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Film Review: Blood: The Last Vampire

Reviewer: Olen Bjorgo









Long ago in Japan there was a war with demons. A brave samurai who fought the demons was slain by an ancient and ferocious demon called Onigen. The Council, an enigmatic organization bent on hunting these creatures, has a secret weapon in their war: a young woman with a katana named Saya. And best of all, it takes place in 1970s Tokyo. Blood: The Last Vampire is the live-adaptation of the 2000 anime film of the same name; trust me when I say that the plot is nothing beyond this.













You know how the word “Saya” refers to a katana’s scabbard? Well, you do now.

Now, apply Japan’s love of phallic symbolism to our heroine, and…


The film has a few shining moments, but it’s far outweighed by how bad it looks throughout. The locations are probably some of the best visuals of the whole film, with much of the movie taking place on a US Air Force base and the immediate city areas, and changes only towards the end when there’s a shift to rural outskirts. Beyond that, it’s just atrocious. The film is CGI heavy, especially in areas where it really doesn’t need to be, such as using CGI blood dripping from mouths instead of fake blood. The vampiric monsters are perhaps the worst offenders because they look bad in CGI, even by the standards of 2009, and not even in old-fashioned practical effects do they look good. The blood that sprays from each of Saya’s victims looks more like watered down jam than what it should look like. The focus of the whole movie tends to be on the flashy fights, but they’re predominately forgettable despite how well they’re shot and choreographed.


The soundtrack is uninspired. There are a few songs from the era, which helps build an atmosphere for the film, but the rest is comprised mostly of the generic monster action movie sounds: there are build ups before some lone person is attacked, drums are in heavy use to create long and deep beats, it’s all mediocre. However, there’s never anything that’s too over the top, nothing jarring or out of place, and it’s not an abomination or hurtful on the ears. It’s not exactly high praise, since you could say the same of an obnoxious child you babysit regularly only to find that they’re quiet and well-behaved one night.















“I’ll just show myself to the time-out corner.”


Even though the plot is still simple enough, it can feel convoluted at times or even outright not explain things. For example, Onigen has a servant who looks all cool and intimidating, yet I couldn’t tell you what his name was because I don’t know if they ever said it. Another is that I couldn’t tell you anything more about the Council than I have already said in the beginning: there’s enigmatic and then there’s “we exist, but play a minimal role in the entire movie despite being important.” And then there’s Alice, the young teenage daughter of a general, who is essentially a token white girl who serves no meaningful purpose in the narrative, and was probably included so that the film wasn’t overwhelmingly Asian in Japan. The only character we even care about is Saya, and even then she’s lacking personality outside of the barest minimum required for a protagonist.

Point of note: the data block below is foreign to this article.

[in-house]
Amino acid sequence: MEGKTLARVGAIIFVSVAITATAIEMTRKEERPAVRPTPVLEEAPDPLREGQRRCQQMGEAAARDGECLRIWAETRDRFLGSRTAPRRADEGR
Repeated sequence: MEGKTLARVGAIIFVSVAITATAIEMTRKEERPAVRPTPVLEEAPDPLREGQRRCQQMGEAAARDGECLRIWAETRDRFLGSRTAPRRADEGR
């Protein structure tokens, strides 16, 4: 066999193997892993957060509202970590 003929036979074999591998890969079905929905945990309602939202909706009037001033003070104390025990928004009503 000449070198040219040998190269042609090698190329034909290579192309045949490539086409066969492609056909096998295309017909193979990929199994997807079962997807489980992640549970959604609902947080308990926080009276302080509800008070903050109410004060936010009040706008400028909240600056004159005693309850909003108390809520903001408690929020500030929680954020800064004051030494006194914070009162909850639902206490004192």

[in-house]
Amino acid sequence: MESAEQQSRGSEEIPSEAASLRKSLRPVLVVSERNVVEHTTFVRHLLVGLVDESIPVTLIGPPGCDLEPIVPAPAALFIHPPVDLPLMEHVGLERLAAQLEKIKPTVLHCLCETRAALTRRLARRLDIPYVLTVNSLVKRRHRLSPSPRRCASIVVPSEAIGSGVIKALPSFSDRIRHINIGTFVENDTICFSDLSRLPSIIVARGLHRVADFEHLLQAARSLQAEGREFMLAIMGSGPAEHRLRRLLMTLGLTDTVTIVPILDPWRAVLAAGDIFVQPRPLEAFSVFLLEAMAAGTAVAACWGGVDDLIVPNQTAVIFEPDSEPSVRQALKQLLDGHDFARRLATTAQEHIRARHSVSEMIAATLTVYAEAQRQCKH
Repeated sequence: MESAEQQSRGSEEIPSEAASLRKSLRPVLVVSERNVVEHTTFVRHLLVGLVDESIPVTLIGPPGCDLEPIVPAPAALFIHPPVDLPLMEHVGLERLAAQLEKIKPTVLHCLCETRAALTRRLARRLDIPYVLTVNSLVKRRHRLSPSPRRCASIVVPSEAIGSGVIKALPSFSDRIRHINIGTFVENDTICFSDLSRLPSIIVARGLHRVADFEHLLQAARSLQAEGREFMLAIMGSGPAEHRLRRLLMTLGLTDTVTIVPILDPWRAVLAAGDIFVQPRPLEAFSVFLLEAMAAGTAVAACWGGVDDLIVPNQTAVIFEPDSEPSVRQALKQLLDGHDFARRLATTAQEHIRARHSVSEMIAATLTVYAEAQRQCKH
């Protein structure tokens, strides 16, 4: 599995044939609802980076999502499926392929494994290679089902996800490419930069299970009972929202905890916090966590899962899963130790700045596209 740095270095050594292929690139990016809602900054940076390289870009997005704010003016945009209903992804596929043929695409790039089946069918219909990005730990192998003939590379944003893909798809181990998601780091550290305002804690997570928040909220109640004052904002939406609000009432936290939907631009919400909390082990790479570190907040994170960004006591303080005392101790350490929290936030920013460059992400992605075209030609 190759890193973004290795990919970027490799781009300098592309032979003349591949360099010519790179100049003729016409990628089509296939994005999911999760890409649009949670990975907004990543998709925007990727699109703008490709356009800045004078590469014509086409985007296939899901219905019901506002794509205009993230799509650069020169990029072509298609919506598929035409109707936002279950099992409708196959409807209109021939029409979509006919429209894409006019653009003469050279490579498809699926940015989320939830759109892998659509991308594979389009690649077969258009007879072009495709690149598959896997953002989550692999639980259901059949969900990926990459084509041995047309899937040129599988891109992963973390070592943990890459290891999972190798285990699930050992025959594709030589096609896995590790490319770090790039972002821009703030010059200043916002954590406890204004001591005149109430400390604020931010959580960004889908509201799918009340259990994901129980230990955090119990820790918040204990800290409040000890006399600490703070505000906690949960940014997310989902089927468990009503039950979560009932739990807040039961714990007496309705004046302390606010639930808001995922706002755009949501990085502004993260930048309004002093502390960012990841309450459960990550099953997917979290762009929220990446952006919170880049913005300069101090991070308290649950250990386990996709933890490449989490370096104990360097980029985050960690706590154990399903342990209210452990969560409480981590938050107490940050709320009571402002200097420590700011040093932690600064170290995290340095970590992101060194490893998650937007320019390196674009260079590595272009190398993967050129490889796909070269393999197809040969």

And for those wondering, no, the same can’t be said for her clothing.

Can’t win for losing, can we?


The acting straddles the line between dull and bad, which is a shame because some of the more noteworthy actors are not that bad. Saya, played by South Korean actress Gianna Jun, was lacking in emotion outside of bloodlust and anger and, unfortunately, I haven’t seen anything else that Gianna has done. I say unfortunately because I feel that perhaps the language barrier might have limited her and the fact that she is quite a name throughout Asia. Alice McKee, played by American actress Allison Miller (Terra Nova, Go On), feels like one of the more competent actors, but her character, as mentioned, feels tacked on and useless outside of doing anything except being a force that progresses the plot to the next point. It certainly doesn’t help that some line deliveries sound forced, she mostly shrieks, and everything is crushed with the last lines she gives for the movie. And our big bad guy, the surprisingly attractive Onigen, is played by Japanese actress Koyuki (The Last Samurai). Perhaps giving the best performance, it’s a shame that she is seen so little, and when we finally see her in action as the antagonist, it falls so flat and just feels weak.


Beyond some flashy and well-shot fights, Blood: The Last Vampire really has nothing going for it. If it was a direct-to-video release and about fifteen minutes shorter, this film might have been somewhat more tolerable if not still the same quality overall. By the halfway point you might begin to lose interest like I did because it just feels boring, and looks fake even with suspended disbelief. If you were a fan of the original film this was based on, you won’t enjoy this. If you want flashy fight sequences, you could do better since you’re settling with generic rather than name brand, but it’ll do what you want. If you enjoy vampires you might like this just because it’s not the traditional sort of vampire, nor is it a Twilight-esque reimagining of them. In the end I honestly can’t recommend this unless maybe you want to start a bad movie marathon on Halloween.



Rating: 3.2

Visuals: 3
Audio: 4
Narrative: 3
Acting: 4
Atmosphere & Experience: 2



In which case, this may be a good place to start if you feel like you need to ease

Into Twilight.  Baby steps, kids.



  Director: Chris Nahon

  Producer: Ronny Yu

  Studio: Edko/ Pathe

  Release Date (U.S.):  Jul 10, 2009

  Release Date (U.K.):  Jun 26, 2009

  Release Date (JP):  May 29, 2009



Final Verdict:


3.2

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